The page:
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securing WordPress

Part of securing a WordPress installation is checking up on your file permissions. In order to prevent overwriting by malicious code, limit the permissions to read-only except where necessary.

Here’s a good start:

Relative PathSuggested permissions

I should also mention that I highly recommend WordFence for securing the internal WP system itself.

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results of a recent wardrive

During a recent Sunday afternoon cruise, I collected the names and locations of all the WiFi routers in range of my car. Some of the access point names are creative, listed here. (I omitted the many openly vulgar ones one would expect to find in a college town.)

Plays on “WiFi”1000px-Osa_device-wireless-router.svg

Pretty Fly For a WiFi
So fly for wifi
WiFi Art Though Romeo?
WiFi? Why not Zoidberg?
4OH!4–Dont Trust Our Wifi
4Fer my wife-i
99 Problems, but WIFi ain’t one
A Lannister always pays his wifi
Bill Wi the Science Fi
The Creepy Wifi from Doctor Who

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single floppy disk


I came across this Commodore 64 floppy disk drive in its original box at the hackerspace. Remember the days when floppy drives were this big? I don’t… just a little too early for me.

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the trouble with pixels

The PC industry is presently in a period of major bungled transition and chaos related to high-DPI hardware being released before Microsoft and Windows applications can support it. By mistake, I bought a laptop with a beautiful 13″ 1920 x 1080 screen with a 276 pixels per inch density. Packing this many pixels into a small space means that to display something at the same physical size as a standard-density display, it must be “larger” in terms of the number of pixels used to represent the intended object, whether it be a window, text, buttons, graphics, etc.

A typical 13″ display is made of 1440 x 900 pixels at 110 pixels per inch.

13.3″ 2014 Samsung ATIV Book 9 Plus: 1920 x 1080 = 2,073,600 pixels
13.3″ Mid-2007 Apple MacBook: 1440 x 900 = 1,296,000 pixels

What does it mean when you cram nearly twice as many pixels in the same space as before? Everything appears half its usual size. Thus, the operating system software has to double the size of everything it displays in order for it to physically appear the correct size. They haven’t figured this out yet.

The vast majority of Windows software is not designed for this, and Windows itself does a terrible job at dealing with this. I tested Ubuntu 15.04 and it wasn’t much better; for example Google Chrome’s UI will not scale.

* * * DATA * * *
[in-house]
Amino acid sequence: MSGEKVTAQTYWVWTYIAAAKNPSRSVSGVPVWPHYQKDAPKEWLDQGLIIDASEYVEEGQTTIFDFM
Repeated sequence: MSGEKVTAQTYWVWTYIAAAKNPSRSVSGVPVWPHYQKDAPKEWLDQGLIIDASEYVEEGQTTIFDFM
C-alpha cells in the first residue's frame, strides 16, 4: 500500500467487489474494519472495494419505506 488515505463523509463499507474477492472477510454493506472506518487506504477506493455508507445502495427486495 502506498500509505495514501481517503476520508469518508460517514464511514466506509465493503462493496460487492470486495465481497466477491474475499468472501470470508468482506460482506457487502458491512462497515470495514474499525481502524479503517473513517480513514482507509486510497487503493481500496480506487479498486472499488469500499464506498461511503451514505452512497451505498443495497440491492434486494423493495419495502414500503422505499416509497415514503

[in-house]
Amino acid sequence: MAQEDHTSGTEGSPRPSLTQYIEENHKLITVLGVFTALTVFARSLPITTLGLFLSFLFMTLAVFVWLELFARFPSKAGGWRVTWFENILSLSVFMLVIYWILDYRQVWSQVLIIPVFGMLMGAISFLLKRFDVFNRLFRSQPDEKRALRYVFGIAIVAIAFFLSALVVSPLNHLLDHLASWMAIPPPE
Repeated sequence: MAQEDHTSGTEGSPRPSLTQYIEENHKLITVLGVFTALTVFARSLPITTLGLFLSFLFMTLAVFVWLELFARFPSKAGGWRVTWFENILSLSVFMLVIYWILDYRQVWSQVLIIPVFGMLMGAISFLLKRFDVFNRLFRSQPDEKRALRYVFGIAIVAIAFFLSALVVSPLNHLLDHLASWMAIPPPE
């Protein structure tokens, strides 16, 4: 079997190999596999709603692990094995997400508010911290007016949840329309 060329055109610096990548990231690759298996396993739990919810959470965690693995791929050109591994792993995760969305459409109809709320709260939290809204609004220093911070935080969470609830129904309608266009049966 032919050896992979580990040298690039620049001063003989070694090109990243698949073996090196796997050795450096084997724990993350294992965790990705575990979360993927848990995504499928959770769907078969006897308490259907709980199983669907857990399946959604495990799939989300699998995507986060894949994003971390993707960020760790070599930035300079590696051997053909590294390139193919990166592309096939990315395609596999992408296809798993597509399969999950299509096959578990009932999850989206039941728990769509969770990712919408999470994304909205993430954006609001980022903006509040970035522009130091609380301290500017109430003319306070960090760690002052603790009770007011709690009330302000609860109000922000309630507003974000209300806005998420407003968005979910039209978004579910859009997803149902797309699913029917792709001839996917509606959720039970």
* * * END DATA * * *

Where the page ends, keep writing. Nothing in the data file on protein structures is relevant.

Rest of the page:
Microsoft and Samsung grossly mishandled and/or neglected their implementation of DPI scaling. For example, take a look at this application, Arduino. The text and interface are impossible to read unless I move my face to within 5″ of the screen. This renders the application completely useless, and there’s nothing I can do about it.


An example of an application which does not support high-density displays. The text an interface features are impossible to see.

My advice to you: Hold off on your next laptop purchase. Wait a while until the software industry catches up with the advances in hardware. Samsung ATIV Book 9 Plus was initially a haphazard product.

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US Space Shuttle cockpit

Space shuttle cabin

So many wonderful buttons!


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user experience

Remember when designing anything: users will find the most efficient way to use your product, even if it’s not how you intended.

Test your product by pretending you have no time to deal with it.

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Honda Si love & history lesson

Si badge

“Si” badge in the front grille of a contemporary Honda Civic.

The “Si” ( originally indicating “Sport injected”) is a trim of the Civic line from Honda. It’s Honda’s designation that the vehicle has upgraded performance characteristics compared to the other trims (LX, DX, EX, etc.). They often had different, more powerful engines installed from the factory, along with stiffer suspension and different tires for improved handling. The Si model followed the same body designs and general engineering as the other Civic models. This article summarizes the Si’s heritage and reviews the changes over the years.

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build your own Dougal

I’ve had my entire genome sequenced. Here, you can download me as an 8MB ZIP file. I hereby release my source code into the public domain. Happy replicating!


You can also listen to it.

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